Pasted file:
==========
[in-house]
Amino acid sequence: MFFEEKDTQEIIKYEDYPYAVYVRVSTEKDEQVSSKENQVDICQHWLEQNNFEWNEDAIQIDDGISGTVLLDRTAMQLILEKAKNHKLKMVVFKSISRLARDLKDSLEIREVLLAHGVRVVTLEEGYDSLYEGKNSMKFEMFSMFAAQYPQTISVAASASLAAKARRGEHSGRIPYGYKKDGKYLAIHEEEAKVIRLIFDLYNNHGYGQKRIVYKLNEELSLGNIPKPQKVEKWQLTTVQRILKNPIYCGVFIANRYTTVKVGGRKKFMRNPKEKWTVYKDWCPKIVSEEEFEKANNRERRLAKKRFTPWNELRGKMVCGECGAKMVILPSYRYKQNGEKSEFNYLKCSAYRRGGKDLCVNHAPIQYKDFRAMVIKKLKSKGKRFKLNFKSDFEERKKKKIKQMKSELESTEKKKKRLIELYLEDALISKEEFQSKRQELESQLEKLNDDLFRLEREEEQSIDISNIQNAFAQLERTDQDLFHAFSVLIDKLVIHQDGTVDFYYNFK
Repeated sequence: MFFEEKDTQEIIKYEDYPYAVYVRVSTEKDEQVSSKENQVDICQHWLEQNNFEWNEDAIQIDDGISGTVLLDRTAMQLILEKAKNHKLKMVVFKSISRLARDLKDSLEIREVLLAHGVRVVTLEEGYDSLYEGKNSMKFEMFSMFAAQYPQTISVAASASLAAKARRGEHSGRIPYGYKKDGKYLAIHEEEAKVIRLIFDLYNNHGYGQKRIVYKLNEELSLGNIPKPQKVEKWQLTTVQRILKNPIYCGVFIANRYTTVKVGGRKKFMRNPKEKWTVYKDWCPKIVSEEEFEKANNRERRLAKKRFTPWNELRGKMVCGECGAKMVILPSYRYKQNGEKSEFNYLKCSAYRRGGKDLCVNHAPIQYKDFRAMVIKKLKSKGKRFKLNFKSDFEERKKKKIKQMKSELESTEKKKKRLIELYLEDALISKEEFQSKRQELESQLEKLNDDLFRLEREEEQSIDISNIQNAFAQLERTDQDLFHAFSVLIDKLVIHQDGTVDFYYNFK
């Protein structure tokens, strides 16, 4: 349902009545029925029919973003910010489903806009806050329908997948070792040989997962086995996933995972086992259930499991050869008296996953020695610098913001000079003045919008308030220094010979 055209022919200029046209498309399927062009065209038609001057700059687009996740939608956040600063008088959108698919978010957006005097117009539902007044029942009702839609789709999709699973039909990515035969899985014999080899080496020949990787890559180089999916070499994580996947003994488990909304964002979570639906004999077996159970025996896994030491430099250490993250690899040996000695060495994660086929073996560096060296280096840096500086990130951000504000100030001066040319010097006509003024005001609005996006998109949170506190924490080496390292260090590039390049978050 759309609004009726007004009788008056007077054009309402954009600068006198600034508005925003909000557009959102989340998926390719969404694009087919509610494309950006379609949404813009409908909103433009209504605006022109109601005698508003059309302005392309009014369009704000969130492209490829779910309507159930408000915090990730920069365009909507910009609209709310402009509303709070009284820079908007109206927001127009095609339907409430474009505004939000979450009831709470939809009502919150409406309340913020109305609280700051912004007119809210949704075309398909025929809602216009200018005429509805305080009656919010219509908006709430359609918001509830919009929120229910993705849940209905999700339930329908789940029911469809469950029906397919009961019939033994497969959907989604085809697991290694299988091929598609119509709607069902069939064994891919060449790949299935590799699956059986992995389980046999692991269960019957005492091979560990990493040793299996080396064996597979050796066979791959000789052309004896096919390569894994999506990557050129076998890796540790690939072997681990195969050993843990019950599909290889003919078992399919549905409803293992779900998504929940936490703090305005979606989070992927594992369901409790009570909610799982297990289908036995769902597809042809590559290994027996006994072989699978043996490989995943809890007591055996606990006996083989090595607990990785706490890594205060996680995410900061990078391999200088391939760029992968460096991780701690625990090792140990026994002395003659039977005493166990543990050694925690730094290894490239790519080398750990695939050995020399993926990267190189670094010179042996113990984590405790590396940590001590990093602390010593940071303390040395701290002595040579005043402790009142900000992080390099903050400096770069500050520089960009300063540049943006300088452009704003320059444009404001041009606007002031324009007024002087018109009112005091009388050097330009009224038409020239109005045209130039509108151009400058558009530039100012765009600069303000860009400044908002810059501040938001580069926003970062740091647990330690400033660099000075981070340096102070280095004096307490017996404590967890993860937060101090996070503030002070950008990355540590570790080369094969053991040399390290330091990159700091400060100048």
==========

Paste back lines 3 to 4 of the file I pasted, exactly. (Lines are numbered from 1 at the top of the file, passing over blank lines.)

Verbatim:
Repeated sequence: MFFEEKDTQEIIKYEDYPYAVYVRVSTEKDEQVSSKENQVDICQHWLEQNNFEWNEDAIQIDDGISGTVLLDRTAMQLILEKAKNHKLKMVVFKSISRLARDLKDSLEIREVLLAHGVRVVTLEEGYDSLYEGKNSMKFEMFSMFAAQYPQTISVAASASLAAKARRGEHSGRIPYGYKKDGKYLAIHEEEAKVIRLIFDLYNNHGYGQKRIVYKLNEELSLGNIPKPQKVEKWQLTTVQRILKNPIYCGVFIANRYTTVKVGGRKKFMRNPKEKWTVYKDWCPKIVSEEEFEKANNRERRLAKKRFTPWNELRGKMVCGECGAKMVILPSYRYKQNGEKSEFNYLKCSAYRRGGKDLCVNHAPIQYKDFRAMVIKKLKSKGKRFKLNFKSDFEERKKKKIKQMKSELESTEKKKKRLIELYLEDALISKEEFQSKRQELESQLEKLNDDLFRLEREEEQSIDISNIQNAFAQLERTDQDLFHAFSVLIDKLVIHQDGTVDFYYNFK
């Protein structure tokens, strides 16, 4: 349902009545029925029919973003910010489903806009806050329908997948070792040989997962086995996933995972086992259930499991050869008296996953020695610098913001000079003045919008308030220094010979 055209022919200029046209498309399927062009065209038609001057700059687009996740939608956040600063008088959108698919978010957006005097117009539902007044029942009702839609789709999709699973039909990515035969899985014999080899080496020949990787890559180089999916070499994580996947003994488990909304964002979570639906004999077996159970025996896994030491430099250490993250690899040996000695060495994660086929073996560096060296280096840096500086990130951000504000100030001066040319010097006509003024005001609005996006998109949170506190924490080496390292260090590039390049978050 759309609004009726007004009788008056007077054009309402954009600068006198600034508005925003909000557009959102989340998926390719969404694009087919509610494309950006379609949404813009409908909103433009209504605006022109109601005698508003059309302005392309009014369009704000969130492209490829779910309507159930408000915090990730920069365009909507910009609209709310402009509303709070009284820079908007109206927001127009095609339907409430474009505004939000979450009831709470939809009502919150409406309340913020109305609280700051912004007119809210949704075309398909025929809602216009200018005429509805305080009656919010219509908006709430359609918001509830919009929120229910993705849940209905999700339930329908789940029911469809469950029906397919009961019939033994497969959907989604085809697991290694299988091929598609119509709607069902069939064994891919060449790949299935590799699956059986992995389980046999692991269960019957005492091979560990990493040793299996080396064996597979050796066979791959000789052309004896096919390569894994999506990557050129076998890796540790690939072997681990195969050993843990019950599909290889003919078992399919549905409803293992779900998504929940936490703090305005979606989070992927594992369901409790009570909610799982297990289908036995769902597809042809590559290994027996006994072989699978043996490989995943809890007591055996606990006996083989090595607990990785706490890594205060996680995410900061990078391999200088391939760029992968460096991780701690625990090792140990026994002395003659039977005493166990543990050694925690730094290894490239790519080398750990695939050995020399993926990267190189670094010179042996113990984590405790590396940590001590990093602390010593940071303390040395701290002595040579005043402790009142900000992080390099903050400096770069500050520089960009300063540049943006300088452009704003320059444009404001041009606007002031324009007024002087018109009112005091009388050097330009009224038409020239109005045209130039509108151009400058558009530039100012765009600069303000860009400044908002810059501040938001580069926003970062740091647990330690400033660099000075981070340096102070280095004096307490017996404590967890993860937060101090996070503030002070950008990355540590570790080369094969053991040399390290330091990159700091400060100048």